Koffee with Khetan: Sumit Khetan – master of mine plays

sumitjiSumit Khetan is a man in a hurry. His travel bags are always ready as is his connectivity – wired through a complex network of laptops and smart phones, for he globe trots around the world with the drop of a hat. Sometimes even before the hat hits the ground.

Meet the man who is at the very core of India’s quest for supply security – especially in the field of coking coal. As the nation braces herself up for her inevitable tryst with steel making, the fact that she does not have enough reserves of good quality coking coal to take her capacities to beyond 200 MMT and more is staring her on the eye. Naturally, there is a scamper for more coking coal, a commodity whose price cycles often defies logic and is capable of making or breaking conglomerates.

To complicate matters, China, the largest, producer, consumer and exporter, is slowly moving towards a controlled export regime, choosing to conserve its resources rather than feed the emerging demand from countries like India. Australia, the next major sourcing destination too has its limitations in scaling up production and exports in the short term. Emerging countries like Mozambique have their own sets of hurdles – lack of infrastructure, unproven nature of the tenements, absence of well entrenched mining companies and the like. As for other countries from where this vital raw material can be sourced the problems are a plenty – land locked mines, political disturbance, quality issues – not to mention cases where the prohibitive freight costs alone makes things unviable.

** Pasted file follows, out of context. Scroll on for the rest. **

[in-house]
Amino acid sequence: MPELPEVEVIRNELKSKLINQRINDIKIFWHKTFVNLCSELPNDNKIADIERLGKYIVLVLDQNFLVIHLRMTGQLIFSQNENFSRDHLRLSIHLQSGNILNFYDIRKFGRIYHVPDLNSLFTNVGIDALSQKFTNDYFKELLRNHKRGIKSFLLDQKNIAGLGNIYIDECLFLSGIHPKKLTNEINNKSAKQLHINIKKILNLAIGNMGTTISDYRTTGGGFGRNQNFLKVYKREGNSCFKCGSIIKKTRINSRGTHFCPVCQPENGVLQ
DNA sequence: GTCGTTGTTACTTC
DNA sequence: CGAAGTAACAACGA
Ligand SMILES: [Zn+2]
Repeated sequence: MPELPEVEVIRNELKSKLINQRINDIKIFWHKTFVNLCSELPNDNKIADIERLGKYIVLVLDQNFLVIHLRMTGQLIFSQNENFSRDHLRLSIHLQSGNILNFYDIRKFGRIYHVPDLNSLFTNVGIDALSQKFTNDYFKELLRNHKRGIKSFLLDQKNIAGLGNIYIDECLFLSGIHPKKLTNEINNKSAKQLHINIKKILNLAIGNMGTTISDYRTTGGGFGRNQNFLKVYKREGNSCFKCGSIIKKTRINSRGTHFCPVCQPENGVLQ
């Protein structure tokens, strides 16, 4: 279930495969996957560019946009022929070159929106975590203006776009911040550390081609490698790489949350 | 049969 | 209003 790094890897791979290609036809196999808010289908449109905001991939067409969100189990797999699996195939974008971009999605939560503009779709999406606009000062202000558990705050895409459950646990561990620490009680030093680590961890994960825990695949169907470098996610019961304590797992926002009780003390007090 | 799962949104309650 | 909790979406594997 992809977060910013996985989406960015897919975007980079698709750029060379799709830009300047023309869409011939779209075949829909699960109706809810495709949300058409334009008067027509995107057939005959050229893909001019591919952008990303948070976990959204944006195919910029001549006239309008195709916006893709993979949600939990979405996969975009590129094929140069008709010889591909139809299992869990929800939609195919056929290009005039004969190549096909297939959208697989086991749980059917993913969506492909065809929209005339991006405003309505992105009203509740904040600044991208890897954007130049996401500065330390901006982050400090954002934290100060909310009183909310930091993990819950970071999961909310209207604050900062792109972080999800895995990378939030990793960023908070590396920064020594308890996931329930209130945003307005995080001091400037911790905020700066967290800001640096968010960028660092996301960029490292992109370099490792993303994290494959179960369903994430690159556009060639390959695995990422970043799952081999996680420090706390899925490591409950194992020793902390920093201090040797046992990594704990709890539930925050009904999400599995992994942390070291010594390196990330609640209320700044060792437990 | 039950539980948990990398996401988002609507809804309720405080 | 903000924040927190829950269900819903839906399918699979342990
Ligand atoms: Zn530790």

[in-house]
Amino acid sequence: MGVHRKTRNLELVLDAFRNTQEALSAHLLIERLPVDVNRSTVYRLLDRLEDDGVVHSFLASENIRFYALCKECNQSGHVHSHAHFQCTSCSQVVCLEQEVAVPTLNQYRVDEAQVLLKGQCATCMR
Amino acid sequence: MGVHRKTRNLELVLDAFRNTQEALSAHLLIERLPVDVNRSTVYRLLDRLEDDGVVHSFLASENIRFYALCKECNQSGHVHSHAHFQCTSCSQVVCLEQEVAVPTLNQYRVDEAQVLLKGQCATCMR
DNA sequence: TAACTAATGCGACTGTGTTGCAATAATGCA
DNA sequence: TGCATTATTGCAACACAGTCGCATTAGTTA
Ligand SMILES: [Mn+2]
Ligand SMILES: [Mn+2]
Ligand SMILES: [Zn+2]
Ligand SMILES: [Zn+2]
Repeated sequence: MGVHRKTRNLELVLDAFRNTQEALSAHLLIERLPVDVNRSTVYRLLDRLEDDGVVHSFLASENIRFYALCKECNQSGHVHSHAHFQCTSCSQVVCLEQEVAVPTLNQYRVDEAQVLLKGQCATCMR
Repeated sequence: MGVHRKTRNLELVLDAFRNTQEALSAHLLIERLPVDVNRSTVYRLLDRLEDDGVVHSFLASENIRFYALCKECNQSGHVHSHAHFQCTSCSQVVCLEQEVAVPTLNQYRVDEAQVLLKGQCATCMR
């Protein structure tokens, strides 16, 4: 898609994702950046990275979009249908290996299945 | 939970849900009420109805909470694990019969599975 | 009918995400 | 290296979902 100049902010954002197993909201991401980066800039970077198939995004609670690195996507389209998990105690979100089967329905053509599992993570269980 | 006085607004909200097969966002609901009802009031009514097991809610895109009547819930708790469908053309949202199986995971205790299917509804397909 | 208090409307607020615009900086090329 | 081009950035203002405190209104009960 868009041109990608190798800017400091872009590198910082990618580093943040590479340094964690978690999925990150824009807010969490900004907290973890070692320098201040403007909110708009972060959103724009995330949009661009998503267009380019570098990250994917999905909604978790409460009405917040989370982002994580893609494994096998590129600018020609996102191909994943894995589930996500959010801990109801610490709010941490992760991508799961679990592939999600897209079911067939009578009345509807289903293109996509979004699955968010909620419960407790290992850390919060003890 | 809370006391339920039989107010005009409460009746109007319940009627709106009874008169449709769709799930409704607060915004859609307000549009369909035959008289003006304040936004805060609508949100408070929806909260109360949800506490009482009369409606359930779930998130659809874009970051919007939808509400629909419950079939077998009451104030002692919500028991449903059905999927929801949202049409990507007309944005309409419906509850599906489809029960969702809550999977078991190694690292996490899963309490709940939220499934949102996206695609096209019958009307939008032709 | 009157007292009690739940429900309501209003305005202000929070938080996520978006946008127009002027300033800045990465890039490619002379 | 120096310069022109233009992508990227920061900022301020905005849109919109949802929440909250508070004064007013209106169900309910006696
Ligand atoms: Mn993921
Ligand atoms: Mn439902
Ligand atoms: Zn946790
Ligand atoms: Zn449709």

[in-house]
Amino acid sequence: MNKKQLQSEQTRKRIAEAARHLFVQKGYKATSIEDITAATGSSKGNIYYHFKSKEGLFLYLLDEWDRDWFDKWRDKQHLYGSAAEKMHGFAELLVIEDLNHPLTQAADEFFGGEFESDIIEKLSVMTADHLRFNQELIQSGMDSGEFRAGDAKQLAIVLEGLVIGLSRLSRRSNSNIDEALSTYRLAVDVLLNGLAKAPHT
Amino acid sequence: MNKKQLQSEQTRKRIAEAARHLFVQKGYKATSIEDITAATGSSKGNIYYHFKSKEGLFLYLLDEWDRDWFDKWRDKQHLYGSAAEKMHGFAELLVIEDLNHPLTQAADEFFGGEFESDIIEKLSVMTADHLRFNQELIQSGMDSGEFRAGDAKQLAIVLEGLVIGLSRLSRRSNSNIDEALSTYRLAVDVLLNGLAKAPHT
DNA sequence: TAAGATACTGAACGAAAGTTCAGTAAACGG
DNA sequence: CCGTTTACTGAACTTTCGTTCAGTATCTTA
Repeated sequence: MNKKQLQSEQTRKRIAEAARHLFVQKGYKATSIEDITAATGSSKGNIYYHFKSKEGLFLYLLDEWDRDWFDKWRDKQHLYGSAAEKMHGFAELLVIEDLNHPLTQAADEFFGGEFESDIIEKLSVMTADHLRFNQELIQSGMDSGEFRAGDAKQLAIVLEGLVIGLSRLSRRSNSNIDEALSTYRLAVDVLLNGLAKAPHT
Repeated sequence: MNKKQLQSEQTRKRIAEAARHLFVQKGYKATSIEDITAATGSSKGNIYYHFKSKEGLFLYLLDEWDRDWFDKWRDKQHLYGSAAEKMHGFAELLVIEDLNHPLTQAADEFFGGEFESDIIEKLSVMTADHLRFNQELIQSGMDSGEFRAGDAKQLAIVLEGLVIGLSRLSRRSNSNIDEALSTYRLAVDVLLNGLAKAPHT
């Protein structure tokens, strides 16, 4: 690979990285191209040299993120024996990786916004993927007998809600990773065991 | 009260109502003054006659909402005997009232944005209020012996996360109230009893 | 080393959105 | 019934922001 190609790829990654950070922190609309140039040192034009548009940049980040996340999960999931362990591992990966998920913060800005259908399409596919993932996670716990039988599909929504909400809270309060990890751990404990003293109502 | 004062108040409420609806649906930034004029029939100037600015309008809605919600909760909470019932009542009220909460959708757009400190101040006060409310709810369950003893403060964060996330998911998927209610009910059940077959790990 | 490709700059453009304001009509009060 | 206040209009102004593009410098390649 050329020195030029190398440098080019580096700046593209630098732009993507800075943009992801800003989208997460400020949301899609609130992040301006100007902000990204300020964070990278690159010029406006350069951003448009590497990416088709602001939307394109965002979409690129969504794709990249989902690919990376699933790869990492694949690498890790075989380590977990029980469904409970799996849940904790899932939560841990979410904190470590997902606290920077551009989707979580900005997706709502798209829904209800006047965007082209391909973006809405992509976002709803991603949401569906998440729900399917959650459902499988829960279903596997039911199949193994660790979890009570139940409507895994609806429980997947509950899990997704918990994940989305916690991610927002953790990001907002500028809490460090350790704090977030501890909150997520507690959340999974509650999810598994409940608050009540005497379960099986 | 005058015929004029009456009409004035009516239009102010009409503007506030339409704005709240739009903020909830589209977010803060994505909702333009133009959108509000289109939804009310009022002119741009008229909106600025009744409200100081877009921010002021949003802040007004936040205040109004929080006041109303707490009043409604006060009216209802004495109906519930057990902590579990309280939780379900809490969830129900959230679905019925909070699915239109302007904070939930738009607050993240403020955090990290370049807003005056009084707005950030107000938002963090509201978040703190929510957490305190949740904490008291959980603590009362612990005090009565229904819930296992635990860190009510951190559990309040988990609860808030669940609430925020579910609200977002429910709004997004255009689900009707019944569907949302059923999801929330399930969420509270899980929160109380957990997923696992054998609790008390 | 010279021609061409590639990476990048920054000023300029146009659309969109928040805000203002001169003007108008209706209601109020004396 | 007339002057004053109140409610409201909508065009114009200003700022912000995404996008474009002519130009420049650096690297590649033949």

The key words then is “supply security” – assured and steady supply of quality raw materials to guarantee production of met coke to the merchant coke makers and in turn steel to the Secondary Producers. The best possible answer off course is that Indian companies go abroad and buy their own mines. “But that is easier said than done” says Khetan, “for one, you cannot buy mines off the shelf. And even if you do get the mine of your choice, you have to keep your fingers crossed till you get to be sure about the quality of your produce. For there have been cases where investors have purportedly invested in metallurgical coal mines, only to have the mines giving them poor quality stuff – high on ash and low on calorific value.”

The next alternative off course is to take a corner stone investment in an existing mining company with proven reserves whose output quality is assured. Here off-course the idea is to have the first right to the produce, with a seat in the board according its usual trappings. “But the key factor in either case is the due diligence – the homework you do before you approach the negotiating table. The price has to be right and you have to read through the maze of fine prints, consider the implications of international laws, jurisdiction of countries and the impact of financial systems within which you are operating.”

And that is what makes Sumit Khetan such a sought after commodity these days – his training as a Company Secretary, his vast experience of handling banks in almost all the continents and his ability to shift the grains from the chaff. Besides, the fact that the name Sumit Khetan has been the constant in some of the biggest acquisition plays that India Inc. has made in the realm of metallurgical coal blocks is also adding to his stature.

So what is the key to his success? How has he been so successful in raising monies from all corners of the globe?  What is it that in the final analysis, sets him off at the head of the pack? “Different investors in different markets look for different risk-reward offerings. The first rule is that your product has to be good. Then comes the packaging – you cannot be everything to everyone – you have to identify the target audience and communicate your strengths and weaknesses so that they can take a value decision. Upfront honesty and the right names behind you has always done it for me” says Khetan, who is busy holding his cards real close to his heart.